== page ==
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Completed in 1925 and nestled in the center of the Michigan-Wacker Historic District in downtown Chicago, the Tribune Tower was previously home to the Chicago Tribune, Tribune Media, Tribune Publishing, and WGN Radio. Announced during the summer of 2018, the Tribune Tower was sold to a developer who will convert the building into condominiums. The structure is one of the symbols of the city and its rapid growth in the late 19th and early 20th Centuries. The building was designated as a Chicago landmark on February 1, 1989.

Tribune Tower was completed in 1925

Tribune Tower was completed in 1925
In 1922, The Chicago Tribune publisher Colonel Robert R McCormick hosted an international competition for the newspaper's new headquarters and offered $100,000 in prize money for the best design.  New York architects John Mead Howells and Raymond Hood won the contest with their gothic design.  The Tribune Tower’s architecture was highly influenced by the Button Tower of the Rouen, France cathedral and was completed the tower in 1925.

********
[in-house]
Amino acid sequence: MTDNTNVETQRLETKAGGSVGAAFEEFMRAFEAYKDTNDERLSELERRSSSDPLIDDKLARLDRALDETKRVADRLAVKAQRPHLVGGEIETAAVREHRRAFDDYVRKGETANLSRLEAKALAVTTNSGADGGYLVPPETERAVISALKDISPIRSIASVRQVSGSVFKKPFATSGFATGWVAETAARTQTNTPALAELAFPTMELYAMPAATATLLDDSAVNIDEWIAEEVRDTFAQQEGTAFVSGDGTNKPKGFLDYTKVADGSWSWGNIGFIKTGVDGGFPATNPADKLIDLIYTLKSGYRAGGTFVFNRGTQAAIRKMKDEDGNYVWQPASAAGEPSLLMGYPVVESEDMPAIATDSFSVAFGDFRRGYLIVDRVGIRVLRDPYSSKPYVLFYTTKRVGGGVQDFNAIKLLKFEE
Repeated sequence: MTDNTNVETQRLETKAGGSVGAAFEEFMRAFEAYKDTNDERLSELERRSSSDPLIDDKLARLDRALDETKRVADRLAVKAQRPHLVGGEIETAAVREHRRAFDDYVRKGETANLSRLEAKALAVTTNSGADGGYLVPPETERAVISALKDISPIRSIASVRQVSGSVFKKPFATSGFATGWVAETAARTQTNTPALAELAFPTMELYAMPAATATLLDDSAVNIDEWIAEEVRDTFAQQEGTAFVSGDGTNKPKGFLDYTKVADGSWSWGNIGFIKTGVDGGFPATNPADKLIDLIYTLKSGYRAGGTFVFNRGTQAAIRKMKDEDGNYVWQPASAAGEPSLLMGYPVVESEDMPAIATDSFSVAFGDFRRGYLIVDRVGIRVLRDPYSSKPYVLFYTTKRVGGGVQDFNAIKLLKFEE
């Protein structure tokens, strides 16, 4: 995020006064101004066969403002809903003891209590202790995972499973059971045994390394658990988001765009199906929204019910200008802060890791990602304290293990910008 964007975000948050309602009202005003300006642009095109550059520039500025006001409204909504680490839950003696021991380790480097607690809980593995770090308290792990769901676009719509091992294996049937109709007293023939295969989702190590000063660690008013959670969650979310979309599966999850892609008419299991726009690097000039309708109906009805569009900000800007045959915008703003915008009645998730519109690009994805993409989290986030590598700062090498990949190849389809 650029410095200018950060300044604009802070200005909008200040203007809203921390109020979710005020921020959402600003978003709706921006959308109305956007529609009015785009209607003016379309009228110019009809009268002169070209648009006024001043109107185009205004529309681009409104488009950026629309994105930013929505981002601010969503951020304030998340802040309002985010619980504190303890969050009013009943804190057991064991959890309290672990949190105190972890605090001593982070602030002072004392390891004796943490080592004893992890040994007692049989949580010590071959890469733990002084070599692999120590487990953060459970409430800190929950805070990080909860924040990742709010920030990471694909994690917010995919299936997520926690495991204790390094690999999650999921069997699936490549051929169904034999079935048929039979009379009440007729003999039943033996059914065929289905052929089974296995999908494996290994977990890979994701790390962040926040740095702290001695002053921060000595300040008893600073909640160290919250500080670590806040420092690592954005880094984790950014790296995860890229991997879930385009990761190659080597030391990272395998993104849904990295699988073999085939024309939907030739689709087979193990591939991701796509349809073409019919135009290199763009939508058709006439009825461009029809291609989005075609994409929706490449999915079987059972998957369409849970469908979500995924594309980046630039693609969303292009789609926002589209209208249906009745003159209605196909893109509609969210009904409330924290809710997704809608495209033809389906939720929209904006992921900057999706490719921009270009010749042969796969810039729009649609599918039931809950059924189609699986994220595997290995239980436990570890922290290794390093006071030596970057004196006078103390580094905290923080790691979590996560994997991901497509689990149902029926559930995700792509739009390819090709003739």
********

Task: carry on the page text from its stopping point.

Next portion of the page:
As part of the designers' way to showcase both this building and Chicago as a growing international city, the base of the tower contains stones from over a hundred historic structures from throughout the world. This includes stones found near the Pyramids in Egype, stones from historic structures in Greece, a stone from the Taj Mahal and Great Wall of China, and many others from Europe, Asia, and the Americas. 
Tribune Tower, Chicago Architecture, accessed 8/27/17